THRILLVILLE: Will "the Thrill" Viharo's weird, wild world of Pulp Fiction, B Movies, & the Lounge Lizard Lifestyle.

Sunday, May 6, 2012

Thrillville reviews: "The Avengers"

Thrillville has thrived for over fifteen years by networking and promoting relatively obscure, underground movies, music and books (particularly those written by moi), so for me to spend precious (but free) blog space "reviewing" The Avengers, a movie that is already well on its way to becoming one of the biggest blockbusters of all time, seems like a waste of my time and energy, as well as yours. And it is, sort of, so I'll cut right to the chase:
I'm not here to add a single penny to Marvel's massive coffers.  I already made my donations to this "cause" at the box office. I'm speaking out simply as a fan who has waited for this movie most of my life. Scratch that. I dreamed of a movie like this for most of my life, but never thought it would happen. There were just too many clashing egos involved, and I don't mean Captain America (Chris Evans/Johnny Storm), Thor (Chris Hemsworth), Iron Man (Robert Downey Jr., duh), Hulk (Mark Ruffalo, the best Bruce Banner since Bill Bixby), or even superhero enabler/S.H.I.E.L.D's badass boss Nick Fury (Samuel Jackson - who still comes off a lot more like Shaft than the '50s pulp style, cigar-chomping white guy I grew up with, but hey - it's Samuel Jackson). Oh yea, Black Widow and Hawkeye too. What's that? Some of you (like my beautiful, patient wife, Monica Tiki Goddess) didn't even realize that Scarlett Johannson and Jeremy Renner were playing superheroes, too? Don't worry, that's not your fault.

The Avengers I grew up with, and never thought I'd see on the big screen, only maybe a crappy TV movie someday...
Therein lies my single beef, and it's not restricted to The Avengers, which is one of the greatest comic book  adaptations ever, right behind The Dark Knight and right up there with Watchmen and Sin City. It's the same constant complaint I've had about most comic book adaptations since the classic 1960s television series Batman, still by far the purest translation of comics to screen in film history, because they weren't ashamed or embarrassed by the source material - they embraced it! Everyone knows how awesome Joss Whedon's witty, fast-paced, thoughtful, action-packed instant classic is, so I really don't need to add my tiny voice to the critical chorus of universal praise. It's better than anyone could've reasonably expected. But not better than it could have been. I give it a 9 out of a 10. Here are a few nitpicky reasons why:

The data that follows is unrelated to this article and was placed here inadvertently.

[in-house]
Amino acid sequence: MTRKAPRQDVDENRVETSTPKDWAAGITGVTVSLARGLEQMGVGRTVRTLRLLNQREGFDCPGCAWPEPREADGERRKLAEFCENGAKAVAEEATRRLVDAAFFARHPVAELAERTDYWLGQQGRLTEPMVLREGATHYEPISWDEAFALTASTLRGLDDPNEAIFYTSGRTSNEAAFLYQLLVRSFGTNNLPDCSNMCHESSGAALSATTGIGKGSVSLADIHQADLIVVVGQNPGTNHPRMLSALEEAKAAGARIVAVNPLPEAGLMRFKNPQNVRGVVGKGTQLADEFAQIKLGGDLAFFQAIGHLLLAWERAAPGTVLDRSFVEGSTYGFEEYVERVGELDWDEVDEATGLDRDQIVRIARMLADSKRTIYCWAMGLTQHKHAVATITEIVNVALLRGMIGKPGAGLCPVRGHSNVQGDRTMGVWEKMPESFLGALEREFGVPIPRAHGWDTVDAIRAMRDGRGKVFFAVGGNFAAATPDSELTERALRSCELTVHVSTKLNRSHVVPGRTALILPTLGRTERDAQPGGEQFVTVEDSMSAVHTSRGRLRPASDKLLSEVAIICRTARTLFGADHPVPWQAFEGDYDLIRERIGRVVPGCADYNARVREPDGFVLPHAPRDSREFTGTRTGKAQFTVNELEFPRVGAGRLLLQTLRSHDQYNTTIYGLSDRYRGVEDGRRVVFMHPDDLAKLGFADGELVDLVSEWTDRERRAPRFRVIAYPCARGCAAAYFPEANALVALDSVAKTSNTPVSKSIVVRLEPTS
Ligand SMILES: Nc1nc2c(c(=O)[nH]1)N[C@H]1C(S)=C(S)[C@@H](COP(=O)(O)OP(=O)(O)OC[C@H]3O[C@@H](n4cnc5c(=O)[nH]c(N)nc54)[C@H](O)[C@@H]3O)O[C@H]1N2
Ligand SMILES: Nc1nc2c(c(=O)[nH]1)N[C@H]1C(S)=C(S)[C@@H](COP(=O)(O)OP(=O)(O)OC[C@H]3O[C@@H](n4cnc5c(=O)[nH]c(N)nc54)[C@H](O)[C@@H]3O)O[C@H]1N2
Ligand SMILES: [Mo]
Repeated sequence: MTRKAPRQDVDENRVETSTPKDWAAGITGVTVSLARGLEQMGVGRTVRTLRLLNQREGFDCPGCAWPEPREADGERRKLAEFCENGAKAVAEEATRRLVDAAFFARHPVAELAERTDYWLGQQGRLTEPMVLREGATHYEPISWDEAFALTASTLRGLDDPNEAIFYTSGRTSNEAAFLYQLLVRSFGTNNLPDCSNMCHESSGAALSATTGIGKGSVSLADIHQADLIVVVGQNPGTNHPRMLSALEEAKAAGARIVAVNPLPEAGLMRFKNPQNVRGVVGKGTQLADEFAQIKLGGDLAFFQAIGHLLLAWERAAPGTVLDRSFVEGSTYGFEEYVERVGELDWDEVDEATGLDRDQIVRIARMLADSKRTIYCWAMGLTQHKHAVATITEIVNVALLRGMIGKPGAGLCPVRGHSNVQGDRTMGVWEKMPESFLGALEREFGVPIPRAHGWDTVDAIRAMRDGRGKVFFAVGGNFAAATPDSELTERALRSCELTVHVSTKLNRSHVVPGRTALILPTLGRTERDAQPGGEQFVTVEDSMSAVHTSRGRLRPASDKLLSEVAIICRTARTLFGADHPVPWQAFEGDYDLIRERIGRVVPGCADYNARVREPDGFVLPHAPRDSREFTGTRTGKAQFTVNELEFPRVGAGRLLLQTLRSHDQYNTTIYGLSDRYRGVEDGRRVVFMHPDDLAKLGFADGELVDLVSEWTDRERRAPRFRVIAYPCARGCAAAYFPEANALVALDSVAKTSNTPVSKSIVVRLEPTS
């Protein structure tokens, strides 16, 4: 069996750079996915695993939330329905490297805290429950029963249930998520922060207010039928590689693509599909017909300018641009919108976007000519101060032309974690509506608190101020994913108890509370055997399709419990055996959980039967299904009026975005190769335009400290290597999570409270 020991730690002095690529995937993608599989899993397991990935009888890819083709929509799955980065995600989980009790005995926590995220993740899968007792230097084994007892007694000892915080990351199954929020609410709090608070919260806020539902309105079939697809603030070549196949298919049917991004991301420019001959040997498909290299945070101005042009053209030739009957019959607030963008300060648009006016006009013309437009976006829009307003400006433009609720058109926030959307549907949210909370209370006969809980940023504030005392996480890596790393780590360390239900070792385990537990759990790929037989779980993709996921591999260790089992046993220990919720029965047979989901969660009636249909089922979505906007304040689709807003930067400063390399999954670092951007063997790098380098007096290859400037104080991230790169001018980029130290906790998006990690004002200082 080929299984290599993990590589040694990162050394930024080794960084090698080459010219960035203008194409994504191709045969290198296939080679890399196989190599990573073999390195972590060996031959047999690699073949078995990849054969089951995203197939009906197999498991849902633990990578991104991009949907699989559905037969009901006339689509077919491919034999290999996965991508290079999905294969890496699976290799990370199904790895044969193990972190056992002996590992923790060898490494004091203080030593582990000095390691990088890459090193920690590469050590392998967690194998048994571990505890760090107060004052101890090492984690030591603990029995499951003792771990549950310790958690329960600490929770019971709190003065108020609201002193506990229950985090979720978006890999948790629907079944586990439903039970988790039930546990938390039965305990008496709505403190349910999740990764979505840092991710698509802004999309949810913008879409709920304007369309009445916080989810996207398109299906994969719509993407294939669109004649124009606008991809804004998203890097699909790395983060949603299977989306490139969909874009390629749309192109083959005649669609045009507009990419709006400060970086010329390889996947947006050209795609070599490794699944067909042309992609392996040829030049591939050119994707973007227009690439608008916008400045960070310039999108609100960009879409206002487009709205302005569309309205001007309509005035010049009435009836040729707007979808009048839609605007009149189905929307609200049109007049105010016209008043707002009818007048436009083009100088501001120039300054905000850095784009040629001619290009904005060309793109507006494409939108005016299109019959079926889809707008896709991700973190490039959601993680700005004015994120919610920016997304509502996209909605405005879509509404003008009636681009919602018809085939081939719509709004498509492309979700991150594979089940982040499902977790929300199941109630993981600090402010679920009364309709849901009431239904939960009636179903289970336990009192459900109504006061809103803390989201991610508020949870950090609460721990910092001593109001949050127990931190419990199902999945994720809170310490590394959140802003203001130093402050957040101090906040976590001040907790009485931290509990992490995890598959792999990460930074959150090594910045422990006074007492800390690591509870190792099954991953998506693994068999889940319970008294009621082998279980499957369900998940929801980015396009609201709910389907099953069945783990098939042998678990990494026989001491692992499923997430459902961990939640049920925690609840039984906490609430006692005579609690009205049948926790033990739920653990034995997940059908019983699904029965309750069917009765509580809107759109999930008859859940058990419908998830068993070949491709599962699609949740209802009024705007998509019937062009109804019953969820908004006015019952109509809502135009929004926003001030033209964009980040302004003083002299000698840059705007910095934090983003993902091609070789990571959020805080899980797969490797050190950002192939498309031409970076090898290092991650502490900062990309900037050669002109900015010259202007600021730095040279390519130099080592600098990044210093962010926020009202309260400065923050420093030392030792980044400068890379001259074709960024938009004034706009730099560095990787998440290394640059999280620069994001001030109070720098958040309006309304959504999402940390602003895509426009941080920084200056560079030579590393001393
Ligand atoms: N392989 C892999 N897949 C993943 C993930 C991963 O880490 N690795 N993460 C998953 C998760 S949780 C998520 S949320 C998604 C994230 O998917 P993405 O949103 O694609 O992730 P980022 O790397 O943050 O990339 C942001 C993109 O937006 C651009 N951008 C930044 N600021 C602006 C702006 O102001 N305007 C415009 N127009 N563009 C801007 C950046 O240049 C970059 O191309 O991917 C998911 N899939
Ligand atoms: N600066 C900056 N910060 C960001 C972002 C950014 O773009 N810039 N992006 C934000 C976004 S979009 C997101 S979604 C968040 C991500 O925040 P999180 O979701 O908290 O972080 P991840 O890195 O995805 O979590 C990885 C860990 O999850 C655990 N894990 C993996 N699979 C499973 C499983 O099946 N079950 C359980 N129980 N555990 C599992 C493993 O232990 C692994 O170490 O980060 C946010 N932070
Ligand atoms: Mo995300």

Where the hell was Hawkeye's mask? Who gives a damn if it's purple with a 'H' in the middle of his face - Captain America's mask is blue with an 'A' on the forehead! So what? It's a comic book character, for Chrissake! Why was "Clint Barton" only referred to as "Hawkeye" once during the entire movie (and you'll have to listen hard for it; it's in the heat of battle.) And "Natasha Romanoff" is only referred to as "Black Widow" once - in a subtitle. Superheroes do not have mundane names like "Barton" and "Natasha." Not in the world being referenced, anyway. This was obviously a wrongheaded concession to whatever chickenshit creative entities deemed that calling Hawkeye and Black Widow by their rightful names was too, I don't know...unrealistic? In a movie populated by gods, monsters and aliens? They could've just referred to their original - and established - comic book monikers as their operative, undercover "code names" - repeatedly - and I would've settled for that. But nooooo. That would've crossing some invisible bullshit line. The same line that the makers of Iron Man 2 refused to cross by not outright naming Mickey Rourke's villain "Whiplash." Or Scarlett "The Black Widow," for that matter.

They look so much cooler with their masks on. Sorry, pretty boys.
As for the casting and costuming, it was mostly very satisfying, except: why didn't Captain America's stripes go all the way around his waist? From the back it looks like he's wearing pajamas. It's still a vast improvement over the makeshift outfit he wore in last year's introductory flick, which was otherwise stellar. And of course, halfway through the climactic battle sequence of The Avengers, Cap gets his mask torn off so we can all gaze upon Steve Rogers' - make that Chris Evans' - pretty boy face for the rest of the movie. Foul! And Thor, dude - where's your god damn winged helmet! You only wore it at the very beginning of your excellent debut movie, and not at all this time. Did you leave it back in Asgard? Don't tell me it looks "too silly" - you're a comic book version of a Norse god, for Chrissake! No one gives a shit about your long pretty locks of hair, Chris Hemsworth! Well, I don't. Sigh. But hell - the shield and hammer were both very present, and very active. So I'll reluctantly overlook these aesthetic demerits. Hulk and Iron Man were damn near perfectly realized, as they were in their previous cinematic incarnations, so no gripes there, either.
Lookin' good, as long as Cap doesn't turn around, and Thor  finds his helmet,
and someone makes "Hawkeye" (cough) a purple mask, but otherwise...right on!
Now: onto The Amazing Spiderman, which I'm really looking forward to, despite the fact it's a pointless "reboot," since The Lizard is my favorite Spidey villain; and The Dark Knight Rises, which may match or even surpass the first two installments in Chris Nolan's epic neo-noir trilogy. But Andrew Garfield's Spidey costume looks far less faithful than Tobey Maguire's. Meantime, Christopher Bale, a great Batman, still dresses (while on the job) like he made his costume out of the Batmobile's used tires, and Bane is missing his trademark lucha mask, traded in for some kind of crazy serial killer heavy breathing apparatus, and a fur-lined coat. 


Long live Adam West. Cheers.